Galleries of Contemporary Art
Young Moderns

Young Moderns

December 17–February 9, 2007

Sarah Braman, Todd Chilton, and John McEnroe


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During the 1950s, 60s, and 70s painting was being boiled down to its essence – its consistency, color, and a flat support on which to place the paint. Artists were abandoning representational subject matter in favor dripping paint, color fields, and geometric abstraction. Paint was no longer expected to look like something. Paint was free to be and look like paint.

Each of the artists in Young Moderns utilizes the theory and techniques of late Modernist painting in their work whether their work can be easily categorized as painting or not. Sarah Braman’s sculptural work utilizes the flat surfaces of cardboard, Plexiglas, and plywood as grounds for her scumbled paint marks. She places these multiple supports for her paint together at various angles to create angular sculptures whose surfaces are treated as paintings.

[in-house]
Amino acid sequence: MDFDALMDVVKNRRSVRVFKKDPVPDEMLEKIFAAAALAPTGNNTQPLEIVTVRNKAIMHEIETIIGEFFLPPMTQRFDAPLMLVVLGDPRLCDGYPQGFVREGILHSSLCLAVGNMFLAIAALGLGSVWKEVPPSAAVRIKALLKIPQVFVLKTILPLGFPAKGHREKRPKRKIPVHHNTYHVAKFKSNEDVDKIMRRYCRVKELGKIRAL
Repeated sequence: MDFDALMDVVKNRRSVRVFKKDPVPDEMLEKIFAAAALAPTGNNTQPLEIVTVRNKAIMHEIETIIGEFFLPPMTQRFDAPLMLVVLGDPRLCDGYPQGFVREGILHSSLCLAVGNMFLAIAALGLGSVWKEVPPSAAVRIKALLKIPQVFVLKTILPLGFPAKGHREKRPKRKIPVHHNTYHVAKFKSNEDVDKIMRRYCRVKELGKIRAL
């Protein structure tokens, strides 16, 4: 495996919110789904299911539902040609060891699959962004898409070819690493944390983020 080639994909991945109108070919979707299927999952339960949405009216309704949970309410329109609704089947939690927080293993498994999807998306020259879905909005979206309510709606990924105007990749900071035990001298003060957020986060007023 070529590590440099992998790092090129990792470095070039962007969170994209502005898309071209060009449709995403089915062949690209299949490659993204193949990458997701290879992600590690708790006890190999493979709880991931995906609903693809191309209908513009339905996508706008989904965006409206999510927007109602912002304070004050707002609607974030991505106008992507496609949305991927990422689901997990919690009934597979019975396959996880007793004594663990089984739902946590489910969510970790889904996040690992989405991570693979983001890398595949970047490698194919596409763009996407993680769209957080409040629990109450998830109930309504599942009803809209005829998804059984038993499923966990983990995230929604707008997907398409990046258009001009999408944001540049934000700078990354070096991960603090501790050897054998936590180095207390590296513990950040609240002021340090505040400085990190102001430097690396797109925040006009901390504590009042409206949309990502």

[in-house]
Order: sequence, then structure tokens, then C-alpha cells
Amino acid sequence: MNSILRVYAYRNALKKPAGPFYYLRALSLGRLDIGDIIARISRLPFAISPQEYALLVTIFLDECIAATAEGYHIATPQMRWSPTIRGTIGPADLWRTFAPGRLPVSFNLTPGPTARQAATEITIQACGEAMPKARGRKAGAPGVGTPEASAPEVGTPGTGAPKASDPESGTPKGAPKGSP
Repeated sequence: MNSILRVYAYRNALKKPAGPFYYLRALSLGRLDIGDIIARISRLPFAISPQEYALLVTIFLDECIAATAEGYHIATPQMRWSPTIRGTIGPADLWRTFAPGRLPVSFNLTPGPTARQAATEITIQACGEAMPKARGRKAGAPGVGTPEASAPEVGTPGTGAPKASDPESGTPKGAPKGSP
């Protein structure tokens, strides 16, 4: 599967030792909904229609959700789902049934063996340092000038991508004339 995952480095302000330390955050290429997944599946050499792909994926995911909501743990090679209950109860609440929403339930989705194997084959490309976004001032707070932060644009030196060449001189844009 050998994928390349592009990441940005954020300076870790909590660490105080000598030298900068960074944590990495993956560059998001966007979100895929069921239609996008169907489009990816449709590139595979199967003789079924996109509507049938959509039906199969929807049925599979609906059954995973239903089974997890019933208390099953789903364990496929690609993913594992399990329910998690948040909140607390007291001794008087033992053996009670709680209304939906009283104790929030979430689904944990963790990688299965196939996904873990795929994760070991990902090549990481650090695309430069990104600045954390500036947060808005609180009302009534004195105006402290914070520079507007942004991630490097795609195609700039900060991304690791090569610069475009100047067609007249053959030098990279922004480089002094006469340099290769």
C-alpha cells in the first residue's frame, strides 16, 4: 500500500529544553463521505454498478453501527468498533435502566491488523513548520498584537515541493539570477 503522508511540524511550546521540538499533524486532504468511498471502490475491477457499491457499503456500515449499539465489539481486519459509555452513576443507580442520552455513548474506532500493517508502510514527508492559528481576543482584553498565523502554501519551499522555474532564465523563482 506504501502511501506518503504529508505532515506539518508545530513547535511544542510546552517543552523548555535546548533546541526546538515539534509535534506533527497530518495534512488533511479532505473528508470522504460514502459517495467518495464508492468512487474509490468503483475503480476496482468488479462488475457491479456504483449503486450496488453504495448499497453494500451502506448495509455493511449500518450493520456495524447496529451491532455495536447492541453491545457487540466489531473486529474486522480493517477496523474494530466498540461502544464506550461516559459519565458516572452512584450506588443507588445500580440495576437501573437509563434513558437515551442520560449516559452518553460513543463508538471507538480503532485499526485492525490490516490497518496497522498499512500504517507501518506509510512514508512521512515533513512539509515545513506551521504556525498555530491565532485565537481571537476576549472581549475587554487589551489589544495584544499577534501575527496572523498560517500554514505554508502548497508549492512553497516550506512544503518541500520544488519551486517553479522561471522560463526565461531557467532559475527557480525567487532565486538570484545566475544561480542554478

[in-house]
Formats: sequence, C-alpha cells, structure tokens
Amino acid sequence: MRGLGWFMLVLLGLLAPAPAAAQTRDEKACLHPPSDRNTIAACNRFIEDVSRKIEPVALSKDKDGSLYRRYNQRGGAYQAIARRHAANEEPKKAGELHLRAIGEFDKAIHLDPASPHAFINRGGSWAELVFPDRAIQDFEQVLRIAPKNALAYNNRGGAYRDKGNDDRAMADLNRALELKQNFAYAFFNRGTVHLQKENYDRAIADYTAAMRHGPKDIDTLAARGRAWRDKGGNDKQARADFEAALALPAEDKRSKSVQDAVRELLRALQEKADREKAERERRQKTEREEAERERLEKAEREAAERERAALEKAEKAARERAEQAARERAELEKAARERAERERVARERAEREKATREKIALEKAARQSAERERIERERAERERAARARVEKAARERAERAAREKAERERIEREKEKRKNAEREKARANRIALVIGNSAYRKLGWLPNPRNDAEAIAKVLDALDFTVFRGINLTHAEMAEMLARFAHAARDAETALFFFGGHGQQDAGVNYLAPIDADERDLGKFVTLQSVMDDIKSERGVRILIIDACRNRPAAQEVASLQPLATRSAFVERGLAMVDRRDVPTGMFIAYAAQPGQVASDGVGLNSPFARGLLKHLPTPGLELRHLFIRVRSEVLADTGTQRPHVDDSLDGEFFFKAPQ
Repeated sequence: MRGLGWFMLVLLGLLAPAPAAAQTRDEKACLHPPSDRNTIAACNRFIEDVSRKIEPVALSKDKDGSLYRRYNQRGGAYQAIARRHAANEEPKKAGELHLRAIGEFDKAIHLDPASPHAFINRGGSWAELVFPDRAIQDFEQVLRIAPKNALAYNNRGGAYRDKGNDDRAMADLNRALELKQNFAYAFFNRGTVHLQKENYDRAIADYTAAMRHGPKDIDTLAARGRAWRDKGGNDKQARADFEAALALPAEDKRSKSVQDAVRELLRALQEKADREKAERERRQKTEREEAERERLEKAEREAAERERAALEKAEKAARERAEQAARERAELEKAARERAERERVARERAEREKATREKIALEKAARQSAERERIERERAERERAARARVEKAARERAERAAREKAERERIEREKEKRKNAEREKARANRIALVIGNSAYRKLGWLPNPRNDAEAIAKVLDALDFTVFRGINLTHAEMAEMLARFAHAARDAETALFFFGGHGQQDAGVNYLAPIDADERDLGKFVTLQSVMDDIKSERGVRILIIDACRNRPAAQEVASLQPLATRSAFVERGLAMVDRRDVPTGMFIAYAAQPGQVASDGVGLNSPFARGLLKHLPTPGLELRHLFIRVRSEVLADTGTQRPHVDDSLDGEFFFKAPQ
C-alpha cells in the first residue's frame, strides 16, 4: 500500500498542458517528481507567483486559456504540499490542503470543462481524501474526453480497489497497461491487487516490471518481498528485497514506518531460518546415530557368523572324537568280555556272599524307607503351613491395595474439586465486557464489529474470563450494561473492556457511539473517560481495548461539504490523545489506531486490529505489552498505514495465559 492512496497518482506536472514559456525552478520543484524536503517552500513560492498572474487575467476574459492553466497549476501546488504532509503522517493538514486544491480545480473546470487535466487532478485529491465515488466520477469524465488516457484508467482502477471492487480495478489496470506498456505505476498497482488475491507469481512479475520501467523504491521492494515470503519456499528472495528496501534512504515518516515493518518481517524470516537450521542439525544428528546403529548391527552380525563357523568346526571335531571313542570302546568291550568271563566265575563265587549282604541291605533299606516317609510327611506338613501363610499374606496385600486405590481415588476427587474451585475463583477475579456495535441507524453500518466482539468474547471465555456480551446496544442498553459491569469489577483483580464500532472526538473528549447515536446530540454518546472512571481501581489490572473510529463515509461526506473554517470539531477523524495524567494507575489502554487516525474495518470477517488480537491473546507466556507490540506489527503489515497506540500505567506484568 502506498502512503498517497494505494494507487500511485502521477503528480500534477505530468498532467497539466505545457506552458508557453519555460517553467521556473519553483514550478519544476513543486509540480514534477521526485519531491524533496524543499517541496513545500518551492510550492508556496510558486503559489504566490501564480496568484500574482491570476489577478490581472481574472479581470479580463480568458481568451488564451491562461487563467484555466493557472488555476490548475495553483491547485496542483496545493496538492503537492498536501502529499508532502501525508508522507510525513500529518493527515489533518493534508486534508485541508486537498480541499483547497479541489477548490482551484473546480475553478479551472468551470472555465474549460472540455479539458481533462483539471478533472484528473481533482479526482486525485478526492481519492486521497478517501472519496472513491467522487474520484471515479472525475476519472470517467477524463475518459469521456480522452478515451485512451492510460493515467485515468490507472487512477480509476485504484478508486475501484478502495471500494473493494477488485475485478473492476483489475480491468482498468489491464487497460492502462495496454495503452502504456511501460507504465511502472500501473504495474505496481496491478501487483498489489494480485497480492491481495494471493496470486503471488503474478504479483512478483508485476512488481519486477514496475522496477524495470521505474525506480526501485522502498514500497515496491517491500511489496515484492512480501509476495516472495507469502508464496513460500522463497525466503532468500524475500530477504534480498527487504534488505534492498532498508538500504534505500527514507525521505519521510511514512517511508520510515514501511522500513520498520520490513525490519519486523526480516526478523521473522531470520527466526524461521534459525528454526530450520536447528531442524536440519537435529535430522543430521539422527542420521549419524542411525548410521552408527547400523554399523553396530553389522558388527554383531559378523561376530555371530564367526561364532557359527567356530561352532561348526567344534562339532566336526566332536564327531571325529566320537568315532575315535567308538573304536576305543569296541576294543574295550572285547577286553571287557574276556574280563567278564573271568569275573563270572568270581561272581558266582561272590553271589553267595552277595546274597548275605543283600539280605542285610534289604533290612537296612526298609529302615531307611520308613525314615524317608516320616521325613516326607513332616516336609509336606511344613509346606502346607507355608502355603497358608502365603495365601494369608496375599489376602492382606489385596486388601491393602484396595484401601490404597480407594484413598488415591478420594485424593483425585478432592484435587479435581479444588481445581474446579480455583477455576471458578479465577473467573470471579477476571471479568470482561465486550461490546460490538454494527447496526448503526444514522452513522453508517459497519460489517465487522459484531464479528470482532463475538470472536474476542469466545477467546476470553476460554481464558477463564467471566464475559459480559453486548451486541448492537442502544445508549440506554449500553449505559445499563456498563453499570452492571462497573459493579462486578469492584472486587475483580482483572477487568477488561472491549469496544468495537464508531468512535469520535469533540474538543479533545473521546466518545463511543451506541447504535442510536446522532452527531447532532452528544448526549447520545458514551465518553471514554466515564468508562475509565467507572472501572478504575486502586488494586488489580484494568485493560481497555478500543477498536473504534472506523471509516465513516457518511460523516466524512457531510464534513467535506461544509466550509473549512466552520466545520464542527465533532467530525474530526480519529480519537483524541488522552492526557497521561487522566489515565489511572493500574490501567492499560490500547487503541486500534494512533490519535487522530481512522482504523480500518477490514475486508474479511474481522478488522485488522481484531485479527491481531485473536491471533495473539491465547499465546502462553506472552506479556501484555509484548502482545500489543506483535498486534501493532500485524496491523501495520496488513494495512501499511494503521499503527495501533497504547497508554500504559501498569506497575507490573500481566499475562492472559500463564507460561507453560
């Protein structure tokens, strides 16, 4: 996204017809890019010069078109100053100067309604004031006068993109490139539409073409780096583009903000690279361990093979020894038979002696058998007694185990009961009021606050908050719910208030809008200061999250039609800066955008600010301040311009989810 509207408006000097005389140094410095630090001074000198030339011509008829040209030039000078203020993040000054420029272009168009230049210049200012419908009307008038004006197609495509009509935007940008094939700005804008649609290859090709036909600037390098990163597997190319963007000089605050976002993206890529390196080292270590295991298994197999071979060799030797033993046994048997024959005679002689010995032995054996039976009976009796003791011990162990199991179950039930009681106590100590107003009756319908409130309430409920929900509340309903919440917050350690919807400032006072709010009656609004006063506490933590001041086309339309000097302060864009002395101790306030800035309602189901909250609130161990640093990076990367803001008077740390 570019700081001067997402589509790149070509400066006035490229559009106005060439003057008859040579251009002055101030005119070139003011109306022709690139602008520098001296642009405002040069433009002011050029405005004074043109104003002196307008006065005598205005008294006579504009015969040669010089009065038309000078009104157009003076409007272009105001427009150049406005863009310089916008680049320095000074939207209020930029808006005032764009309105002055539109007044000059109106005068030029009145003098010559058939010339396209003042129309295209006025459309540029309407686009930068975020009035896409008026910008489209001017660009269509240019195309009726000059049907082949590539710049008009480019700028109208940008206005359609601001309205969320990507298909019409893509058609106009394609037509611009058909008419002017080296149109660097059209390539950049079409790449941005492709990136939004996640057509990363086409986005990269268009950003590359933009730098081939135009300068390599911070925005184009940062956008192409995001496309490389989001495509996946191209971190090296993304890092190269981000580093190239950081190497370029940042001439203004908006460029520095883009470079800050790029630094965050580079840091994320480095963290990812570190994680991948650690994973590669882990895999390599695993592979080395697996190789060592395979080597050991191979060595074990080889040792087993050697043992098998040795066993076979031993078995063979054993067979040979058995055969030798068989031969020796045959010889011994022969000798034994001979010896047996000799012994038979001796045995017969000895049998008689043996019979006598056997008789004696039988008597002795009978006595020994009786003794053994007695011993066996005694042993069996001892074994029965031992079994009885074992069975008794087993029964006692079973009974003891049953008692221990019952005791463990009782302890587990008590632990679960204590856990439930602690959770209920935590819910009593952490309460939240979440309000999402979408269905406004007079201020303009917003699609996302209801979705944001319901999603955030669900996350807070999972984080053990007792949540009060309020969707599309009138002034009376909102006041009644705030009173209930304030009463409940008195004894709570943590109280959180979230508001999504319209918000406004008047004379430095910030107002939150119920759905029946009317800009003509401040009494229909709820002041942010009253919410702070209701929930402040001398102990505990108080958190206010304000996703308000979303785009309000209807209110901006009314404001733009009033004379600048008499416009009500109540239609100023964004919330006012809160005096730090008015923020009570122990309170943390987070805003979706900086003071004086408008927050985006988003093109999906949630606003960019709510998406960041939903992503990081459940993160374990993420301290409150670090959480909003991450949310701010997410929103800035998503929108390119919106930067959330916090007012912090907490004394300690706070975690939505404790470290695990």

Todd Chilton’s pared down subject matter and use of geometric forms is akin to the work of Frank Stella or Kenneth Noland. Chilton’s abstractions do not try to hide the fact that a human hand made his paintings. His lines are crooked and the paint drips, bestowing his paintings with a wry sense of humor that winks at history while creating new forms with the tools history gave him. Chilton has said, “I do think it could be useful to look at my work in the context of that moment in the history of abstraction if only to see that it functions with an awareness of its history. I think that I make historically aware paintings that are of their own time.”

As his predecessors were concerned with stripping painting of all unnecessary elements, John McEnroe strips his works of all materials but paint. McEnroe pours and drips paint across a large slab, allows it to dry, and then peels the paint from the slab. These “paintings” look like curtains or skinned beasts that hover somewhere between a painting and a sculpture as the sheets of paint ripple against the wall and drape over hooks and bolts.

These three “painters” use the theories and practices of late Modernism as a springboard to create smart works that seem unconcerned with their status as painting, sculpture, or conceptual exercises.